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I Am an ICU Doctor and This One Thing Scares Me The Most

“This is the greatest public health challenge I have seen in my lifetime. I was in medical school during the AIDS epidemic, and COVID-19 has proven to be much worse.” 

Those are the words of Yale New Haven Hospital Pediatrician Kirsten Bechtel, regarding the COVID-19 global pandemic. Bechtel is certainly qualified to talk about the coronavirus. Aside from having 24 years of physician experience, Bechtel spent a week at Yale’s Intensive Care Unit treating COVID-19 patients. “I have never treated patients who were that sick,” she says. 

The main thing Bechtel wants people to know about COVID-19 is that it differs from many known illnesses. “It is not the flu,” she states, “It is much more dangerous.”

Bechtel is correct. According to the Central Disease Control, or the CDC, COVID-19, also known as novel coronavirus, is “a new coronavirus that has not previously been identified.” The CDC’s website highlights the differences between COVID-19 and other known diseases, like the common cold, and the flu. “It’s very unique,” Dr. Anthony Fauci, head of the National Institute of Allergy and Infectious Diseases, said in an interview with Medscape. “I’ve never seen a pathogen, and in this case a virus, with such an amazing spectrum of disease severity.”

The Three Ws

Bechtel is urging people to wash their hands, wear masks whenever they need to leave their homes, and to watch their distance by staying six feet apart from others. She refers to this as “The Three Ws.” Bechtel states that this method is not only the best way to stop the spread of COVID, but to help support any frontline workers. “Don’t get COVID-19 in the first place,” she says. “That’s what you can do to help medical workers.”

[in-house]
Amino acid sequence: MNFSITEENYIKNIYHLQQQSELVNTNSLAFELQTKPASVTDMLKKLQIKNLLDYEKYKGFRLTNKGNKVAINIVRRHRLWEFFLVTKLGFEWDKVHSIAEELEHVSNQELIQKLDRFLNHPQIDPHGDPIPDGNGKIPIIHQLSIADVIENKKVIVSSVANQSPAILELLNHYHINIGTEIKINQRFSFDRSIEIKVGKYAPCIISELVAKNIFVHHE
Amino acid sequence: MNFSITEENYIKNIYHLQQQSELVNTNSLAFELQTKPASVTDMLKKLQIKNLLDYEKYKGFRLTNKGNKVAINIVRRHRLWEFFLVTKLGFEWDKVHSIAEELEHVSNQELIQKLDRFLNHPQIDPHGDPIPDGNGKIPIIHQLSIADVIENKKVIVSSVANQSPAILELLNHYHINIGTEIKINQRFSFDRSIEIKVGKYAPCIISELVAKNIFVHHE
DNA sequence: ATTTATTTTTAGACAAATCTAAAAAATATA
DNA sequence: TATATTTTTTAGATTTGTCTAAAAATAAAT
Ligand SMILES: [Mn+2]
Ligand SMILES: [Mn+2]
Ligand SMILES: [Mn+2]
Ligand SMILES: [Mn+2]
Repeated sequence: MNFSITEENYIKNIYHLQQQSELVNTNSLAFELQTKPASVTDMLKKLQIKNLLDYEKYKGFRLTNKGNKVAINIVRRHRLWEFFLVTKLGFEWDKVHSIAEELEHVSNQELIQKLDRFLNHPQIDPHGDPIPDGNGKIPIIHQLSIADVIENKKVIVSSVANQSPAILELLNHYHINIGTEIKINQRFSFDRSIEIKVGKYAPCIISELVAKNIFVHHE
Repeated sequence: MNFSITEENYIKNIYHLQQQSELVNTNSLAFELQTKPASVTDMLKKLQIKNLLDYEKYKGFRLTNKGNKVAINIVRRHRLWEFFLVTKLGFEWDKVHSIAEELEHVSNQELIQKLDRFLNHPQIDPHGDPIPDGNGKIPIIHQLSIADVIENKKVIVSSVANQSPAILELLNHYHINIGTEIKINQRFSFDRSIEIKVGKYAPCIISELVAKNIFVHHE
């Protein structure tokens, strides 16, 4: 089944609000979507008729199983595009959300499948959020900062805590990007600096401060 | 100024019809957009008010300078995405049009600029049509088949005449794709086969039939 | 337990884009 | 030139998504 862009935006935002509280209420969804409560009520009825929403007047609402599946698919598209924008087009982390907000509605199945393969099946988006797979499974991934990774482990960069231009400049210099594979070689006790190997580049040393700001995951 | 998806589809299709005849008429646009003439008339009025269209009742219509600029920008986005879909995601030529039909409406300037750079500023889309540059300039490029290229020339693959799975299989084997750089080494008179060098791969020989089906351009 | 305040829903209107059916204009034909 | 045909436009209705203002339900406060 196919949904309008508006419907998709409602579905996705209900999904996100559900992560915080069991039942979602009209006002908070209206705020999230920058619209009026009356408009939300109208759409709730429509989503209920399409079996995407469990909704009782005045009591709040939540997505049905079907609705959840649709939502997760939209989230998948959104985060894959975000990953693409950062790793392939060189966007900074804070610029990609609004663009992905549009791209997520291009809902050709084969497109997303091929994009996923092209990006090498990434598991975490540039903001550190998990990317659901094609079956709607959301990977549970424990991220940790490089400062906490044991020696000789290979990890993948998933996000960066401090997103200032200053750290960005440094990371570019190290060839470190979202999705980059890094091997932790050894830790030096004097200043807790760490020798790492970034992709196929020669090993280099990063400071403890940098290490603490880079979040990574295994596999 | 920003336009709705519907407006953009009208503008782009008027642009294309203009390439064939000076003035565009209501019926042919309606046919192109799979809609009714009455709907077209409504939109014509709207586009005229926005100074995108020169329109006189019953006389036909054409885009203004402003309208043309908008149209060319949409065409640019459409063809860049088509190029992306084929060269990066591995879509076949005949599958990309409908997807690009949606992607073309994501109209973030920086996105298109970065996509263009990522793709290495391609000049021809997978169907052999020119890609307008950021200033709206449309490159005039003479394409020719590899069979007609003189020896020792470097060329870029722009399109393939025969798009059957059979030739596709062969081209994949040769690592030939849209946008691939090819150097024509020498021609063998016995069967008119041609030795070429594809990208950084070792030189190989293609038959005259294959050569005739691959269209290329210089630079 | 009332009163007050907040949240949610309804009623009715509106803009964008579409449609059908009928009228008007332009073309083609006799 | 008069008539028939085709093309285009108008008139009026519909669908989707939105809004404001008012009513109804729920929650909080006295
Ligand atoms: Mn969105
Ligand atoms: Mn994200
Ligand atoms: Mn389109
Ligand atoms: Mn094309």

The CDC agrees with Bechtel’s advice. They put out guidance that recommends all Americans wear face masks in public. “The science shows face masks work both to protect the wearer and to protect others from coronavirus,” they said in a statement to FOX.

Bechtel is also urging people to take care of their mental health during these times. She praised Yale New Haven Hospital for providing both their workers and patients with both medical supplies and behavioral health resources. “Taking care of COVID-19 patients, especially those who were gravely ill, was very hard emotionally,” she said. Bechtel remembered the nurses offering patients iPads, which would allow them to talk to their loved ones. She also remembered locals dropping off meals for patients and workers. “The community was very supportive,” she says. “That made it way easier.”

How to Stay Healthy

Bechtel thinks the COVID pandemic could have been handled way better. “I would have made it mandatory for everyone to wear a mask, whether they are indoors or outdoors from the beginning,” she says. She notes that in Connecticut, where she lives, once the stay at home order was announced, COVID cases were already spreading. “It should have been in place sooner.”

As for yourself, do as the doctor orders and avoid catching COVID-19 in the first place: wear your face mask, get tested if you think you have coronavirus, avoid crowds (and bars, and house parties), practice social distancing, only run essential errands, wash your hands regularly, disinfect frequently touched surfaces, and to get through this pandemic at your healthiest, be sure to read this list of the 37 Places You’re Most Likely to Catch Coronavirus.

The post I Am an ICU Doctor and This One Thing Scares Me The Most appeared first on Eat This Not That.

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